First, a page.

France: Children Face Abusive, Racist Police Stops

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Boubacar Dramé:

I’ve had to undergo identity checks (from the police), I can’t tell you how many times. The first [time], I was 12 years old, it was next to a school. They pushed us up against the wall, I remember how disrespectfully they spoke to us. It was a relationship that started badly.



Face the wall. The wall is behind you. Take your hands out of your pockets. Please empty your pockets, thank you. All of your personal items on the windowsill.


TEXT: French police use broad powers to stop and search Black and Arab youth for “identity checks”


TEXT: Police target children as young as 10 years old


Valoua Touré:

We see abusive police stops every day, especially growing up here [Bobigny] I saw a lot of them. The first time I experienced a police stop, I must have been 10 years old. I was leaving my house, which is just over there. We were children, and the first experience we had with the police, the first contact, is a police officer aiming his weapon at you. It's scary. We were terrified.


“Jamal”, 13 years old:
I’ve been stopped twice. The first time, I was 9 or 10 years old. I thought that it wasn't normal that the police body search 10-year-old children.


“Amir”, 17 years old:

It's really prejudiced. For [the police], we come from bad neighborhoods. Just based on your last name, sometimes they say you’re up to something.


Slim Ben Achour, Anti-discrimination lawyer:
In the poor neighborhoods, the police officers often know the kids that they stop, they even call them by their first or last name. So it’s an identity check that is misused because they check the identities of people they already know.


Hasnia Djerbi:
I could feel something, he didn't tell me straight away, but he was a bit... I mean, he was talking less, I learned some time later that he was stopped by the police and... Suspected of having drugs, he ended up in socks on the pavement in front of everyone in the center of Grenoble.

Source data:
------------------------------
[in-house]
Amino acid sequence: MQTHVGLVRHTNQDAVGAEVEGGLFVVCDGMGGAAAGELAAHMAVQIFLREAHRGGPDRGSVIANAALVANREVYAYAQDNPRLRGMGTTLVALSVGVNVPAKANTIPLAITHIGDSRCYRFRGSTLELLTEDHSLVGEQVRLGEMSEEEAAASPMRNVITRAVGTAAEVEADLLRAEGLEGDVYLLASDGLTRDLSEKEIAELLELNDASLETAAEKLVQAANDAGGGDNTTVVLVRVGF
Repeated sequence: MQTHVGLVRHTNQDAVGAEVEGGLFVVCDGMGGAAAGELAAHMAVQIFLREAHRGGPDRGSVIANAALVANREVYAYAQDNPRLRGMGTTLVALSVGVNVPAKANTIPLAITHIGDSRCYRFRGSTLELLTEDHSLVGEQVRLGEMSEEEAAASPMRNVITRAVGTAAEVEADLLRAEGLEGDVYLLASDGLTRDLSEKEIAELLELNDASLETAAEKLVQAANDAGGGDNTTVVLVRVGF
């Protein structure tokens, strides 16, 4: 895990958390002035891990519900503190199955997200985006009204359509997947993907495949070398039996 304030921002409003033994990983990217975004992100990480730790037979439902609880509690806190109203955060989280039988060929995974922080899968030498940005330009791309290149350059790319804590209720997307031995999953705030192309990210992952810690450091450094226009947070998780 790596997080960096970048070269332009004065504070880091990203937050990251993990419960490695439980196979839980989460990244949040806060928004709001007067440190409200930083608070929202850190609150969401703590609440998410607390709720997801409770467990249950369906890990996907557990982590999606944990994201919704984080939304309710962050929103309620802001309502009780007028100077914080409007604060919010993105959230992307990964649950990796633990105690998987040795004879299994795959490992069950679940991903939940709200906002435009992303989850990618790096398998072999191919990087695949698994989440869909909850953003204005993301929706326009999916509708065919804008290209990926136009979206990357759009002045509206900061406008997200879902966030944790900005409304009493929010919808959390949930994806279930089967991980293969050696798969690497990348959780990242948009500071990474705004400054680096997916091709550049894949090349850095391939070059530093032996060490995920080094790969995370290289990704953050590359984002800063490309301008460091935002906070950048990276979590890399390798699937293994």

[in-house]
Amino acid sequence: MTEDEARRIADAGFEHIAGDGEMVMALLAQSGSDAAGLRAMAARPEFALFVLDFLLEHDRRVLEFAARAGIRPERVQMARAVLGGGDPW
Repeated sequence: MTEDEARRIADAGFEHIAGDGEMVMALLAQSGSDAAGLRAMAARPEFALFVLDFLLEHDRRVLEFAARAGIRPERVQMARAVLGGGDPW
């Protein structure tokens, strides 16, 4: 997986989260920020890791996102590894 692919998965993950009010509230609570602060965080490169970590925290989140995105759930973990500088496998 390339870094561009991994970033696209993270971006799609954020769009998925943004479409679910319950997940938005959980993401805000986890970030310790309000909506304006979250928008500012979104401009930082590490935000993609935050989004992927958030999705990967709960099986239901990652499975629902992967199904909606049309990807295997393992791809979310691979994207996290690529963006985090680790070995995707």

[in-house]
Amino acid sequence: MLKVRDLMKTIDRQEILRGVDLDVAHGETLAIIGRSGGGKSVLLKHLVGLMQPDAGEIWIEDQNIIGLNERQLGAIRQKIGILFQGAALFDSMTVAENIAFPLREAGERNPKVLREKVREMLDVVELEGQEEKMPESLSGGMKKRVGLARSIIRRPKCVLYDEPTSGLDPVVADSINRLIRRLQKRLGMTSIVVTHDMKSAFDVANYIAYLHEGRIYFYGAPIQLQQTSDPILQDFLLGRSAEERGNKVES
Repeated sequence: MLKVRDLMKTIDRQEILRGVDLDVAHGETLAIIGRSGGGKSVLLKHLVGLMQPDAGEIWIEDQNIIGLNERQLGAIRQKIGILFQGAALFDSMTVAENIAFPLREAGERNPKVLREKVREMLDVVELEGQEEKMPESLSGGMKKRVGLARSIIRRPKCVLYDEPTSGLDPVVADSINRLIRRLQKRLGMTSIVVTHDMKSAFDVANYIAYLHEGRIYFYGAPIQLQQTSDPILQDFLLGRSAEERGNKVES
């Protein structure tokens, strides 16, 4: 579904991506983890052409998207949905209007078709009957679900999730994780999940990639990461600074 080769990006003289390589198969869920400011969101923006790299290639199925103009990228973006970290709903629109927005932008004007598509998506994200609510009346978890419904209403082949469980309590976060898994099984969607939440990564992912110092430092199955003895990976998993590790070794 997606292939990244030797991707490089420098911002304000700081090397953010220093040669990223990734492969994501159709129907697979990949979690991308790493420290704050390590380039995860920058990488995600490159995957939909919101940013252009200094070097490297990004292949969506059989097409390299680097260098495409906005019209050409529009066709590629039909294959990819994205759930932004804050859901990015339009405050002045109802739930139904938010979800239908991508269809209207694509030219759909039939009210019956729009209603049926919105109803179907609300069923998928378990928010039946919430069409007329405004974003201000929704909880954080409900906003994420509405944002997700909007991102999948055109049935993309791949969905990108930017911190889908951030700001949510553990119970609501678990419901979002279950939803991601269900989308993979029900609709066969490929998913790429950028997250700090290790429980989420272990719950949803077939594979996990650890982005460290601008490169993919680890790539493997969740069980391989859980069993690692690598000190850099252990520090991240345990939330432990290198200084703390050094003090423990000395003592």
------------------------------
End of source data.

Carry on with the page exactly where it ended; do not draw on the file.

Slim Ben Achour, Anti-discrimination lawyer:
Identity checks in France, are in reality appearance based. No matter their behavior, a person can be stopped for a fear of a risk of breaching the public order. In today’s France, a skin tone can be considered a risk.


Hasnia Djerbi:

In the end, all it takes is a police stop like that, where your son is humiliated, and they make him feel that no, he is not a part of [society]. And that’s terrible for a mother.


Bakary Soukouna:
There are immediate consequences for the youth because it builds resentment, mistrust towards institutions. These kids are human, they have feelings. They respect who respects them and that includes the police.


Annick Bousba:
Now when my son sees a police car, he feels in danger. We can’t build a society where children are scared of police, where children are scared of the law, because for them, the police represent the law.



This is a state of law, it’s the Republic of France. During a police stop, you shut up and obey.


Slim Ben Achour, Anti-discrimination lawyer:

The French police operates in opacity, there are never any control receipts. If you make the allegation of having experienced a discriminatory identity check, the state can say that it never occurred. And as long as we haven’t decided to speak seriously about these problems, we will be exposed to the dramatic consequences. The death of kids, or rupture with the republic’s institutions.


Annick Bousba:

There should absolutely be laws protecting youth from abusive identity checks, and that regulate how they are checked. In my opinion, that’s the easiest thing, and yet it’s taking the longest to get done.

(Paris, June 18, 2020) – French police use overly broad stop-and-frisk powers to conduct discriminatory and abusive checks on Black and Arab boys and men, Human Rights Watch said in a report released today. Curbing these powers is key to addressing biased policing, including racial or ethnic profiling, and repairing police-community relations.

The 44-page report, “‘They Talk to Us Like We’re Dogs’: Abusive Police Stops in France,” documents repetitive, baseless police stops targeting minorities including children as young as 10, older children, and adults. These stops often involve invasive, humiliating body pat-downs and searches of personal belongings. Most stops are never recorded, the police don’t provide written documentation or usually tell people why they were stopped, and measures to improve accountability have been ineffective. Several of the children and adults interviewed said police used racial slurs.

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